Categories: News and Updates, The Family Lawyer Education Center240 words0.9 min read

What is spousal maintenance?

About the Author: Kristdel Bolog

Kristdel practices solely in Family Law has been a Partner at The Family Lawyer since June 2019. Aside from her amazing ability to recite from memory the entire “Ode to Spot” by Commander Data, she has a wealth of knowledge and practical experience from a decade in the field of family law. Kristdel’s passion for the law and a love of helping people through difficult times enables her to put peoples minds at ease, even during complicated or bitter family court proceedings. As our resident “empath” she is The Family Lawyers’ Counsellor and is always there to listen to her colleagues or clients and bring a smile to their faces. Her nickname around the office is “the nerd”, a badge she wears proudly. Kristdel is hardworking, knowledgeable and dedicated to getting great outcomes for her clients. You can contact her at kbolog@thefamilylawyer.com.au or on 03 8657 3751.
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February 20, 2021

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Do I have to support my former spouse financially after we separate?

Under the Family Law Act 1975, a person has a responsibility to financially assist their spouse or former de facto partner, if that person cannot meet their own reasonable expenses from their personal income or assets.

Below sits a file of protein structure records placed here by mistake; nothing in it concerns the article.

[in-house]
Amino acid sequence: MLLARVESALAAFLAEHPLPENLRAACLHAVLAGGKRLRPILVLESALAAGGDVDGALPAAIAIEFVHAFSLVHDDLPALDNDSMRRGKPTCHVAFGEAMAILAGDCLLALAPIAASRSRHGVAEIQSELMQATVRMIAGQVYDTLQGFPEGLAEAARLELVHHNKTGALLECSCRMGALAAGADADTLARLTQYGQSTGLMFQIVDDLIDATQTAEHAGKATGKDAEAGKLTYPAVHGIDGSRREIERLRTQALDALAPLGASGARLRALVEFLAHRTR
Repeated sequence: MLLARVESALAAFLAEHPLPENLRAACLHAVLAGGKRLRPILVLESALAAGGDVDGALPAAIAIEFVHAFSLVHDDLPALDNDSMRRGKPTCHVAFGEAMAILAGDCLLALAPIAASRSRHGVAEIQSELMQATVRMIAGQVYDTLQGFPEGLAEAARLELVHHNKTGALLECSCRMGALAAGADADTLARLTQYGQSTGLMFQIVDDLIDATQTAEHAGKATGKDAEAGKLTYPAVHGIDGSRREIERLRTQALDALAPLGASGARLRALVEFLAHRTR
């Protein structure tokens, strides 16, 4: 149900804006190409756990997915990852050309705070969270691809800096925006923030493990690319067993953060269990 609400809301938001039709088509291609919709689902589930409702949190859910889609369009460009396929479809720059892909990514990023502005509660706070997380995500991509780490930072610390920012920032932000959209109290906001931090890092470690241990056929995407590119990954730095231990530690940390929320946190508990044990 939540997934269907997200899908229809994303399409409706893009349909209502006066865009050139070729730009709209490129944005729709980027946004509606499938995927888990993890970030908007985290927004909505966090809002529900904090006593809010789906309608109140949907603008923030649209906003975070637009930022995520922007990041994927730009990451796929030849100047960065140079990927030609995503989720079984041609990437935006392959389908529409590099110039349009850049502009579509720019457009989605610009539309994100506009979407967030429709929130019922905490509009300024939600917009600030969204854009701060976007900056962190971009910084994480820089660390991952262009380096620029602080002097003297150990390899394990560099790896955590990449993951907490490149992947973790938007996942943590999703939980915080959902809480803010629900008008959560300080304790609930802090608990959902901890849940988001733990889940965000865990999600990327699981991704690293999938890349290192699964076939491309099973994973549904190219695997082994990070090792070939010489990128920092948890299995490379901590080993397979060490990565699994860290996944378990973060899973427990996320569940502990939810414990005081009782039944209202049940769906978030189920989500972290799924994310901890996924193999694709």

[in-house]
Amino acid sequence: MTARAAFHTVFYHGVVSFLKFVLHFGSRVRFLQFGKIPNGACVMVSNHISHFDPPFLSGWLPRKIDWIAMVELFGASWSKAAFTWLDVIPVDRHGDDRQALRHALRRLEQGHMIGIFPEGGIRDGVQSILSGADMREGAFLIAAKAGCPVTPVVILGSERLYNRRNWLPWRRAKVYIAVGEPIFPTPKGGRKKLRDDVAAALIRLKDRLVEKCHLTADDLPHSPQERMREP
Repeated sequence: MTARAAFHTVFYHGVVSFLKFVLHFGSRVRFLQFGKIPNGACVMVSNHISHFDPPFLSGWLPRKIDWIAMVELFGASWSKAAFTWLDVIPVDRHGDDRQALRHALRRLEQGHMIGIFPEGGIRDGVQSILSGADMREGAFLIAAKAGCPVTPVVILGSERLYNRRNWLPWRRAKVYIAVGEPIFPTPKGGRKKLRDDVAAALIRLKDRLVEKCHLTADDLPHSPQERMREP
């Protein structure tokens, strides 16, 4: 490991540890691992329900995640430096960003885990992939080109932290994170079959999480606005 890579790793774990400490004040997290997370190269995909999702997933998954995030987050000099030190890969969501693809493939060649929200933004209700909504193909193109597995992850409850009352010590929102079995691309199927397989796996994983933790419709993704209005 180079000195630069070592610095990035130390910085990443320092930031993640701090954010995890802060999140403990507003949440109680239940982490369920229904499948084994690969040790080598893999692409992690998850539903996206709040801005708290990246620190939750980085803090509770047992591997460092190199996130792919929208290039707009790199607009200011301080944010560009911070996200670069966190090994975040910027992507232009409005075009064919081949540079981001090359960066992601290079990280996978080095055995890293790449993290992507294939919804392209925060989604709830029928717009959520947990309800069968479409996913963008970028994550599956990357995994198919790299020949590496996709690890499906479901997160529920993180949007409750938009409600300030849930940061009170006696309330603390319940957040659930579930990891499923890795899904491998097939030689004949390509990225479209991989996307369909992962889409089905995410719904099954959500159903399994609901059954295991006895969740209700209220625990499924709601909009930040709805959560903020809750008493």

In determining whether or not to grant an order for spousal maintenance, the court considers the following about both parties:

  • your age and health
  • your income, property, and financial resources
  • your ability to work
  • what is a suitable standard of living, and
  • if the marriage has affected your ability to earn an income.

The court also takes into account with whom the children (under 18 years of age or adult children who are disabled) live.

You are not entitled to maintenance if you marry another person unless the court otherwise orders. If you start a new de facto relationship the court will take into account the financial relationship between you and your new de facto partner when considering whether you are able to support yourself adequately.

If you were married, applications for spouse maintenance must be made within 12 months of your divorce becoming final.

If you were in a de facto relationship, your applications for de facto partner maintenance must be made within 2 years of the breakdown of your de facto relationship.

If you do not apply within these time limits, you will need special permission of a court. This is not always granted.

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If you need legal advice or support, our experienced and compassionate family lawyers can assist you, whatever stage you may be at. Talk to us today for a FREE 15-minute family law consultation by calling 03 8657 3751 or via email at enquiries@thefamilylawyer.com.au we look forward to helping you achieve a better outcome.

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